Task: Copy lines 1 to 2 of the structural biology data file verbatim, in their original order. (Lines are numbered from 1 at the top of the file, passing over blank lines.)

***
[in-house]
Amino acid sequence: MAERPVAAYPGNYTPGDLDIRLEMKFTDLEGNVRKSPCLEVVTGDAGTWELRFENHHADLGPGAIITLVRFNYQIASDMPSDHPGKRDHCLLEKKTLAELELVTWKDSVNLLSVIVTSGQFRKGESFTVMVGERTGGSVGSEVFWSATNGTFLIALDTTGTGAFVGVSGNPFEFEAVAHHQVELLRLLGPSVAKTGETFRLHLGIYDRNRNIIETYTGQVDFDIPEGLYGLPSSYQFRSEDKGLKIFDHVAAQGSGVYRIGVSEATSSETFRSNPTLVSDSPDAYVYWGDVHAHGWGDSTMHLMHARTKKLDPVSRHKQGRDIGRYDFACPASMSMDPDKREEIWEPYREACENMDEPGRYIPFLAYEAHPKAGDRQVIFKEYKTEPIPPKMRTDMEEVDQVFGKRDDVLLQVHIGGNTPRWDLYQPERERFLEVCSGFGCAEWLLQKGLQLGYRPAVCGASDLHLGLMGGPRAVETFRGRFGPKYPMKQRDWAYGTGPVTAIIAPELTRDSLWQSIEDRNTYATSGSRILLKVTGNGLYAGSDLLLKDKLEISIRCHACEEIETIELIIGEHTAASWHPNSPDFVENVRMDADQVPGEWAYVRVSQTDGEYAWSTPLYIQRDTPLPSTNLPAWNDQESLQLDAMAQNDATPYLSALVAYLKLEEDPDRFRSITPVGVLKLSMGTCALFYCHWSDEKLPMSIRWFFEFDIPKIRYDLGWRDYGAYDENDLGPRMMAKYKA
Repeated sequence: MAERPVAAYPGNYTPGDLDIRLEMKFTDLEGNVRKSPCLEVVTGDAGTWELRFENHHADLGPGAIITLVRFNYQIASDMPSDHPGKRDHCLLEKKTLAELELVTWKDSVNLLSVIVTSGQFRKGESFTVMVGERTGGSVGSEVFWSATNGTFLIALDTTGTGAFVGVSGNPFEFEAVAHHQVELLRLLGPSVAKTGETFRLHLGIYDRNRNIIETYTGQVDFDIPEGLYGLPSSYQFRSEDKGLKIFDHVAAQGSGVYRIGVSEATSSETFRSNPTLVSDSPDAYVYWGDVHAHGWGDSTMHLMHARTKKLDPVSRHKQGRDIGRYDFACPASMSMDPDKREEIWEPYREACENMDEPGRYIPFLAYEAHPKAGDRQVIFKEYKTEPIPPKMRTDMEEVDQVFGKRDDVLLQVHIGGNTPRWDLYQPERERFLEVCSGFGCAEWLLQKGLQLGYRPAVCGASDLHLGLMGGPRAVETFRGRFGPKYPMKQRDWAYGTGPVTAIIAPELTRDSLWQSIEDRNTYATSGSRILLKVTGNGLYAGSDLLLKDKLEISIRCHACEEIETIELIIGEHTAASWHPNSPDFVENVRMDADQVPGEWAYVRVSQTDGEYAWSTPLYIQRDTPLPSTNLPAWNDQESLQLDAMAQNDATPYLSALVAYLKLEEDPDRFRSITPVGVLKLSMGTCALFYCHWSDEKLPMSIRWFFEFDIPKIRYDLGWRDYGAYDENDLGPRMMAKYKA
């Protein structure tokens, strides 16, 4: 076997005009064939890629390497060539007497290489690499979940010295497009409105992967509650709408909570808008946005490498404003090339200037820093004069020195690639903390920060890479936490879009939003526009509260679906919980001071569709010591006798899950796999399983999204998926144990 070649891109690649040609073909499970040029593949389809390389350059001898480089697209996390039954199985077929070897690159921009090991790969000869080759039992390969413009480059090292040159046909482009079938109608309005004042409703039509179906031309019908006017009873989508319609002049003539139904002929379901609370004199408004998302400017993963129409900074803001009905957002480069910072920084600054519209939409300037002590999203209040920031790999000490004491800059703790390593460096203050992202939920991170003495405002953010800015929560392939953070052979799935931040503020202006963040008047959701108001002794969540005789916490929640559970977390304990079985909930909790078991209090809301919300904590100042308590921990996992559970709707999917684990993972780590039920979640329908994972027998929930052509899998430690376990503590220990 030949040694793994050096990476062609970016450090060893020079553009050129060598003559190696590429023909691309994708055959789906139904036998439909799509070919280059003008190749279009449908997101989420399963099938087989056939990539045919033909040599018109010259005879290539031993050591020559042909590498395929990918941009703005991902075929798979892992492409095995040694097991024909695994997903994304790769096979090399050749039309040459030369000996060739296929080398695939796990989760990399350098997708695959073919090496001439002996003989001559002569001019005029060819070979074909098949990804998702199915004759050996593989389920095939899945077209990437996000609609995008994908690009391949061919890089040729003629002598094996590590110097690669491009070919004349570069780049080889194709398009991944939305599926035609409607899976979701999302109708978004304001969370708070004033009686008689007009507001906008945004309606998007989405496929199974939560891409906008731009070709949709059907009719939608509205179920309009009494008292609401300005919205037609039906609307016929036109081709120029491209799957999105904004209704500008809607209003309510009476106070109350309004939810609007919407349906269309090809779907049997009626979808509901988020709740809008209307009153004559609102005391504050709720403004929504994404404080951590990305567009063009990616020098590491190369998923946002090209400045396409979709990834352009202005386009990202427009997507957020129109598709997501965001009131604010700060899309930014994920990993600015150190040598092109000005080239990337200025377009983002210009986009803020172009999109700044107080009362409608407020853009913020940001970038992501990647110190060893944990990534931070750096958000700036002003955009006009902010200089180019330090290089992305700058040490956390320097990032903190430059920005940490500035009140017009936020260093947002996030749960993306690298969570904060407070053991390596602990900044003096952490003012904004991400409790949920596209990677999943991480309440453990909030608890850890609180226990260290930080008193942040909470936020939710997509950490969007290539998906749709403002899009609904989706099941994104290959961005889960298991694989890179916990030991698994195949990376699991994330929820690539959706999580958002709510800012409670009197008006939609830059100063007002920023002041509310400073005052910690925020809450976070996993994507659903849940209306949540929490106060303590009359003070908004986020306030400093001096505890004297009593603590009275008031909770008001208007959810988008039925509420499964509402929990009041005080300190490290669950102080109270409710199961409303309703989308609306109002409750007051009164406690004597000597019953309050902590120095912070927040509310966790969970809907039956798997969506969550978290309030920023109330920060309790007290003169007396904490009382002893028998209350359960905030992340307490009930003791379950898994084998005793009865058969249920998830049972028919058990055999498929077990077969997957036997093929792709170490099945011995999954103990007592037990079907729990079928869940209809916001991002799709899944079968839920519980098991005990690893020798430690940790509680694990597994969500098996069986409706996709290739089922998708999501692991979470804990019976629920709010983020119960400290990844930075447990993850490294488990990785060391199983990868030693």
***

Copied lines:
[in-house]
Amino acid sequence: MAERPVAAYPGNYTPGDLDIRLEMKFTDLEGNVRKSPCLEVVTGDAGTWELRFENHHADLGPGAIITLVRFNYQIASDMPSDHPGKRDHCLLEKKTLAELELVTWKDSVNLLSVIVTSGQFRKGESFTVMVGERTGGSVGSEVFWSATNGTFLIALDTTGTGAFVGVSGNPFEFEAVAHHQVELLRLLGPSVAKTGETFRLHLGIYDRNRNIIETYTGQVDFDIPEGLYGLPSSYQFRSEDKGLKIFDHVAAQGSGVYRIGVSEATSSETFRSNPTLVSDSPDAYVYWGDVHAHGWGDSTMHLMHARTKKLDPVSRHKQGRDIGRYDFACPASMSMDPDKREEIWEPYREACENMDEPGRYIPFLAYEAHPKAGDRQVIFKEYKTEPIPPKMRTDMEEVDQVFGKRDDVLLQVHIGGNTPRWDLYQPERERFLEVCSGFGCAEWLLQKGLQLGYRPAVCGASDLHLGLMGGPRAVETFRGRFGPKYPMKQRDWAYGTGPVTAIIAPELTRDSLWQSIEDRNTYATSGSRILLKVTGNGLYAGSDLLLKDKLEISIRCHACEEIETIELIIGEHTAASWHPNSPDFVENVRMDADQVPGEWAYVRVSQTDGEYAWSTPLYIQRDTPLPSTNLPAWNDQESLQLDAMAQNDATPYLSALVAYLKLEEDPDRFRSITPVGVLKLSMGTCALFYCHWSDEKLPMSIRWFFEFDIPKIRYDLGWRDYGAYDENDLGPRMMAKYKA